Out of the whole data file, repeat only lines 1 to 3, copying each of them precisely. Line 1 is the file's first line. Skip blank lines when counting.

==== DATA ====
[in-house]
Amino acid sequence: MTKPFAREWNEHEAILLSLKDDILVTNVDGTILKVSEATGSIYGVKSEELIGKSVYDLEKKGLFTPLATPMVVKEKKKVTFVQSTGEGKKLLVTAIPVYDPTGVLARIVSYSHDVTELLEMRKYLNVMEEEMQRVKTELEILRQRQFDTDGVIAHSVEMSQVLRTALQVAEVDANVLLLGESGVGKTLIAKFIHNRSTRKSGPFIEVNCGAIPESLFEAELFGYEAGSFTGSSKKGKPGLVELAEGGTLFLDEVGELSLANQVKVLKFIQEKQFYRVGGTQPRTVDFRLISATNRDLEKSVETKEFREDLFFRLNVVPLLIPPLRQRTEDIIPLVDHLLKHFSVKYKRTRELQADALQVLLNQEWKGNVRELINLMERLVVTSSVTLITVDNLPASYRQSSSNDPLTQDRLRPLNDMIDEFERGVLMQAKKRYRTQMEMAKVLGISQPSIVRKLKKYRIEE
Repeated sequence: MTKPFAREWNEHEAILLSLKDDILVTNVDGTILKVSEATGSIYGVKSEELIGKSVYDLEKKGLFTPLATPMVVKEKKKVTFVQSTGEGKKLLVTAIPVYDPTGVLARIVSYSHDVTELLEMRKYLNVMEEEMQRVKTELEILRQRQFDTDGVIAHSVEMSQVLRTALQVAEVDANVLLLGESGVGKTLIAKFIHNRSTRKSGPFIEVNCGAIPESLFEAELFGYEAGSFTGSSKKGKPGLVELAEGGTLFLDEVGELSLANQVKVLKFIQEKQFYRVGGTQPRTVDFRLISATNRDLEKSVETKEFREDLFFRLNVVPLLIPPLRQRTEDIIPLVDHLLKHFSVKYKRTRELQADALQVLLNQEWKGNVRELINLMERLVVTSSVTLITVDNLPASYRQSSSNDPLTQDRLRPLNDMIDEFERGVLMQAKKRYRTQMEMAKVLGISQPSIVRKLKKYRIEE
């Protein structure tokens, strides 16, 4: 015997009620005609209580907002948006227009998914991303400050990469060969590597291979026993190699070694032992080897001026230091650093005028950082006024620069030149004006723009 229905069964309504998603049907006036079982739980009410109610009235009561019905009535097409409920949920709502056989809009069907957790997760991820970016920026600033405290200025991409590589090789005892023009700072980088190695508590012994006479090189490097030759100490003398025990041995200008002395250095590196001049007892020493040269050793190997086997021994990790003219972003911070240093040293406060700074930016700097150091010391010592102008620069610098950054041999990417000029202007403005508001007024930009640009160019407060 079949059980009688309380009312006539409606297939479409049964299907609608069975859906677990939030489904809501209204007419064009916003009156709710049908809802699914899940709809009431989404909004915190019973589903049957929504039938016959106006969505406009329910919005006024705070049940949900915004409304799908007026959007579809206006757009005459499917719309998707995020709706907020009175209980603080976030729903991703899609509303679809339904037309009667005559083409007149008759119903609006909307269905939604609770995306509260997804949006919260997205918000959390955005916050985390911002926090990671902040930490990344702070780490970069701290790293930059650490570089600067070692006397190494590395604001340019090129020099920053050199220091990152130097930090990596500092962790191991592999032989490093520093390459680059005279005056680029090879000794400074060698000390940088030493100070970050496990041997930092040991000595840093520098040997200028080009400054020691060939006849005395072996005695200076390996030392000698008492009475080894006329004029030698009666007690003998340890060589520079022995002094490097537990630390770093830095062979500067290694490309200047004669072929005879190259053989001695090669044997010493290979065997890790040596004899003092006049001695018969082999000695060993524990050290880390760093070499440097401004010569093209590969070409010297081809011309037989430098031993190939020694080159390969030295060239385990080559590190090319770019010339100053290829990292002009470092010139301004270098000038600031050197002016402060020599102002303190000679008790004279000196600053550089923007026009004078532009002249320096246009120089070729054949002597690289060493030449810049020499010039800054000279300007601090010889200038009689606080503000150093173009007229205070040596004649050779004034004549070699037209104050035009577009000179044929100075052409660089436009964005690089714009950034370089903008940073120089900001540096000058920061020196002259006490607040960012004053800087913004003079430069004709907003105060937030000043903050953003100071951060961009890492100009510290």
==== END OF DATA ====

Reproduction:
[in-house]
Amino acid sequence: MTKPFAREWNEHEAILLSLKDDILVTNVDGTILKVSEATGSIYGVKSEELIGKSVYDLEKKGLFTPLATPMVVKEKKKVTFVQSTGEGKKLLVTAIPVYDPTGVLARIVSYSHDVTELLEMRKYLNVMEEEMQRVKTELEILRQRQFDTDGVIAHSVEMSQVLRTALQVAEVDANVLLLGESGVGKTLIAKFIHNRSTRKSGPFIEVNCGAIPESLFEAELFGYEAGSFTGSSKKGKPGLVELAEGGTLFLDEVGELSLANQVKVLKFIQEKQFYRVGGTQPRTVDFRLISATNRDLEKSVETKEFREDLFFRLNVVPLLIPPLRQRTEDIIPLVDHLLKHFSVKYKRTRELQADALQVLLNQEWKGNVRELINLMERLVVTSSVTLITVDNLPASYRQSSSNDPLTQDRLRPLNDMIDEFERGVLMQAKKRYRTQMEMAKVLGISQPSIVRKLKKYRIEE
Repeated sequence: MTKPFAREWNEHEAILLSLKDDILVTNVDGTILKVSEATGSIYGVKSEELIGKSVYDLEKKGLFTPLATPMVVKEKKKVTFVQSTGEGKKLLVTAIPVYDPTGVLARIVSYSHDVTELLEMRKYLNVMEEEMQRVKTELEILRQRQFDTDGVIAHSVEMSQVLRTALQVAEVDANVLLLGESGVGKTLIAKFIHNRSTRKSGPFIEVNCGAIPESLFEAELFGYEAGSFTGSSKKGKPGLVELAEGGTLFLDEVGELSLANQVKVLKFIQEKQFYRVGGTQPRTVDFRLISATNRDLEKSVETKEFREDLFFRLNVVPLLIPPLRQRTEDIIPLVDHLLKHFSVKYKRTRELQADALQVLLNQEWKGNVRELINLMERLVVTSSVTLITVDNLPASYRQSSSNDPLTQDRLRPLNDMIDEFERGVLMQAKKRYRTQMEMAKVLGISQPSIVRKLKKYRIEE